Greg Clark has delivered his first speech to the Conservative Party conference as secretary of state for the department of business, energy and industrial strategy (BEIS), but has drawn criticism for his failure to outline specific energy or climate change related policy.
At an event that has seen the Prime Minister and Chancellor use the opportunity to make serious policy announcements, Clark delivered an industrial strategy speech that provided further introductions to his ministerial team and little else.
“I believe that it is time for our country to have an upgrade. An upgrade in our infrastructure. An upgrade in the resilience – and the cleanness – of our energy supplies,” he said.
Touching on the department’s newly combined briefs, he added: “Our global leadership in combating climate change now presents us with a massive opportunity to enjoy industrial success as we put clean energy at the heart of our industrial future.”
This acknowledgement draw some approval from climate change activists, such as Greenpeace.
However, Clark made no mention of future policy moves to support clean energy and even omitted his department’s biggest energy related policy which saw the controversial Hinkley Point C nuclear plant approved by Theresa May.
Similarly, there was no follow-up on last week’s announcement by the PM that the UK would make the arrangements necessary to ratify the Paris climate change agreements by the end of the year, even though the demands of this decision would fall under BEIS' responsibility.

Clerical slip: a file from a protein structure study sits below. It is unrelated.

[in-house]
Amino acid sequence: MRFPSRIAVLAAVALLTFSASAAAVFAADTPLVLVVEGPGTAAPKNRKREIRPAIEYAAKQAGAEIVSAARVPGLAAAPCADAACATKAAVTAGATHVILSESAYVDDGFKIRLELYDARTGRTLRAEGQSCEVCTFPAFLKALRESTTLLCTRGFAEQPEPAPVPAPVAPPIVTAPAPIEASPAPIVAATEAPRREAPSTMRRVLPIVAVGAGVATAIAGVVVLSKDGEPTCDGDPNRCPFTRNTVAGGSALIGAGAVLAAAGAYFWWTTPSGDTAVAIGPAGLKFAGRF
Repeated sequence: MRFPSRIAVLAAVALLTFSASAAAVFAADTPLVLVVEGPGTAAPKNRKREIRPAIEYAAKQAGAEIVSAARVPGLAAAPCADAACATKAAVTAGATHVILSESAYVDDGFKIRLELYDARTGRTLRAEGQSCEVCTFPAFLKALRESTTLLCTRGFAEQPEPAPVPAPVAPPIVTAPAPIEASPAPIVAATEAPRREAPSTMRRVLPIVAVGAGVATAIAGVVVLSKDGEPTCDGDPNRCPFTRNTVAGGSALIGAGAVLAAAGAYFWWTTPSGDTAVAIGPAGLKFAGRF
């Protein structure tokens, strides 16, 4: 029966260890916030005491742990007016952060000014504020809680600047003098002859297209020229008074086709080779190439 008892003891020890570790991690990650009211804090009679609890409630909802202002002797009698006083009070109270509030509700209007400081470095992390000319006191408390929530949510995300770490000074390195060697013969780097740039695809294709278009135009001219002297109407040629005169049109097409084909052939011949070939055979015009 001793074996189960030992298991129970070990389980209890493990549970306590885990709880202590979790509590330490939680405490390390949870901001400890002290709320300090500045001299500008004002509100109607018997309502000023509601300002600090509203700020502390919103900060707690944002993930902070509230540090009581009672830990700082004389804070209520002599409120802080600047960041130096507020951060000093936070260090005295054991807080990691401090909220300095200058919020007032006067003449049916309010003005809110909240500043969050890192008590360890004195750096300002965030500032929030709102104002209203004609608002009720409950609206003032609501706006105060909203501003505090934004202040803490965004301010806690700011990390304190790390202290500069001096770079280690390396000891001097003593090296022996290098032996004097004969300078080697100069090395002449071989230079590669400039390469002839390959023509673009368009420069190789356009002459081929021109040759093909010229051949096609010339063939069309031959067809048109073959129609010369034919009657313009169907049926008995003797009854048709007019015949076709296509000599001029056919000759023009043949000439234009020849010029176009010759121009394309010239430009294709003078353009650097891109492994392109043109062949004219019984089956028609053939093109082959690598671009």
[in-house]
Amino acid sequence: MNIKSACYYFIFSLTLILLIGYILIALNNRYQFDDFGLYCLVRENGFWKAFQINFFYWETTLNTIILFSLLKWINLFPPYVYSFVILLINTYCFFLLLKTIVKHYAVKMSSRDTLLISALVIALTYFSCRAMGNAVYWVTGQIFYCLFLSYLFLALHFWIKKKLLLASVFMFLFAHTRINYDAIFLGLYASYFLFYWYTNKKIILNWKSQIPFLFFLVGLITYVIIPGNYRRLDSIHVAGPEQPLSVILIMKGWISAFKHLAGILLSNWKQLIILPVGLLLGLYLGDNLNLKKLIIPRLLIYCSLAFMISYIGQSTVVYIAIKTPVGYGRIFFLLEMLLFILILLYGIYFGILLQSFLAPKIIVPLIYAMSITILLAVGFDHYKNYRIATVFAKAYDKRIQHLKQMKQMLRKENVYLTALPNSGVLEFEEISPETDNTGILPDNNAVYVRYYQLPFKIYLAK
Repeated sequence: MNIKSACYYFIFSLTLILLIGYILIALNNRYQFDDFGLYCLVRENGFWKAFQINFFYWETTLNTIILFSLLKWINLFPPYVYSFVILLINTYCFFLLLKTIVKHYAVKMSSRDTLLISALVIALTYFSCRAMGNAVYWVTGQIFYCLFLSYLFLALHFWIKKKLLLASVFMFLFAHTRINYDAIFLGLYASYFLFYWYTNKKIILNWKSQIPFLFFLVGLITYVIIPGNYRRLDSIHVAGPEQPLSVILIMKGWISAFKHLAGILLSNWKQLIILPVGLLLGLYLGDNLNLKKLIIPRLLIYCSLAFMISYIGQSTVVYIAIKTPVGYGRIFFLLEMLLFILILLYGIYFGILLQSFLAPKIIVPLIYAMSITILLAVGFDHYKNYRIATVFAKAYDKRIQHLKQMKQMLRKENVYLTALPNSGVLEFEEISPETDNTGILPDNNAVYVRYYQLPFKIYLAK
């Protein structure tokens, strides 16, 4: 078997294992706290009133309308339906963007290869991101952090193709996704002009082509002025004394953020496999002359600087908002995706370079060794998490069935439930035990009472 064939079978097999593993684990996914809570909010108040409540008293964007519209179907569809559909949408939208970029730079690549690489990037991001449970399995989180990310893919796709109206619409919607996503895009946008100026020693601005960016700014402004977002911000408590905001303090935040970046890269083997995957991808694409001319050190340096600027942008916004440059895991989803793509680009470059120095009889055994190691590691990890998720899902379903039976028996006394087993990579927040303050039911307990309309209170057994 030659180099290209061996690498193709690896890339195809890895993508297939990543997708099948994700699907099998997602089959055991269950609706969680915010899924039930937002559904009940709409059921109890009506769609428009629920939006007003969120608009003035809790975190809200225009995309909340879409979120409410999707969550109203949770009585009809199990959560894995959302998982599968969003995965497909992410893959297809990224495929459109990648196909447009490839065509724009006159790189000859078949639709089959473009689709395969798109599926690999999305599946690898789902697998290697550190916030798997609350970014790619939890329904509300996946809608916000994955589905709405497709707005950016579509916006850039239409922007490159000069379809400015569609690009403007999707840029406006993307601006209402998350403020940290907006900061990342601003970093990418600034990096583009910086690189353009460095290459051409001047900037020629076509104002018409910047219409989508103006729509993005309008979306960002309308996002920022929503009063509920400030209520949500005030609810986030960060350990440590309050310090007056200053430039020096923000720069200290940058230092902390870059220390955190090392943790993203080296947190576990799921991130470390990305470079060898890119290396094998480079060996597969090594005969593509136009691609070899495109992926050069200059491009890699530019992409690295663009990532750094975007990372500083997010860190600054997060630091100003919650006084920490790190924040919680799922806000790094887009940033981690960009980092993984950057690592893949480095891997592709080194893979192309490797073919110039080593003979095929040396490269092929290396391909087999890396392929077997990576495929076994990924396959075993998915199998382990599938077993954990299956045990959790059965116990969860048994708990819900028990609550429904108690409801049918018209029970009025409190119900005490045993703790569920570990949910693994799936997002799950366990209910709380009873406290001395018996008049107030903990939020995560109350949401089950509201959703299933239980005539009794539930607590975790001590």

Liam Kavanagh, founder and chief executive of renewable energy investor Rockfire Capital, was also disappointed with the speech and said: “The business, energy and industry secretary’s speech was a sweeping glorification of innovation and industrial strategy but woefully short of specific policy.
“Apart from a nod to the recent ratification of the Paris Agreement on climate change and a mention of an ‘upgrade in clean energy supplies’ no mention was made of energy policy whatsoever.
“How are we supposed to ensure that our infrastructure and cities are fit for the future if we don’t have more explicit support for innovative energy developments such as storage, interconnection and of course generation from renewable sources?”
Since the department was formed back in July, BEIS has yet to deliver many of the policy or consultation outcomes industry was expecting by now from government. Consultations on the Renewable Heat Incentive, Energy Company Obligation and reforms to the business energy efficiency landscape are all still waiting to be finally resolved while an delayed call for evidence on energy storage policy has yet to be launched.
In response to criticisms against Clark’s speech, a spokesperson for BEIS said: “We’d argue that things like Hinkley and ratification [of the Paris agreement] and setting the levels of RO and looking at innovations of battery storage, there has been quite a lot of rhetoric coming out of the department around those things.”
While the secretary's speech failed to outline the department's work in other policy areas, some industry members have defended his speech and claimed that a lot was going on behind the scenes with BEIS.
James Court, head of policy & external affairs at the Renewable Energy Association, said: “The UK has an urgent need to upgrade our infrastructure and bring new investment in energy and we welcome the ministers speech today. And we [are] delighted to see the importance of energy storage was mentioned prior to his speech at a fringe event on Industrial Strategy."
However, Court also mentioned the uncertainty surrounding policy in this area and added: "The question now is what actions will he take, and under what timeframe?"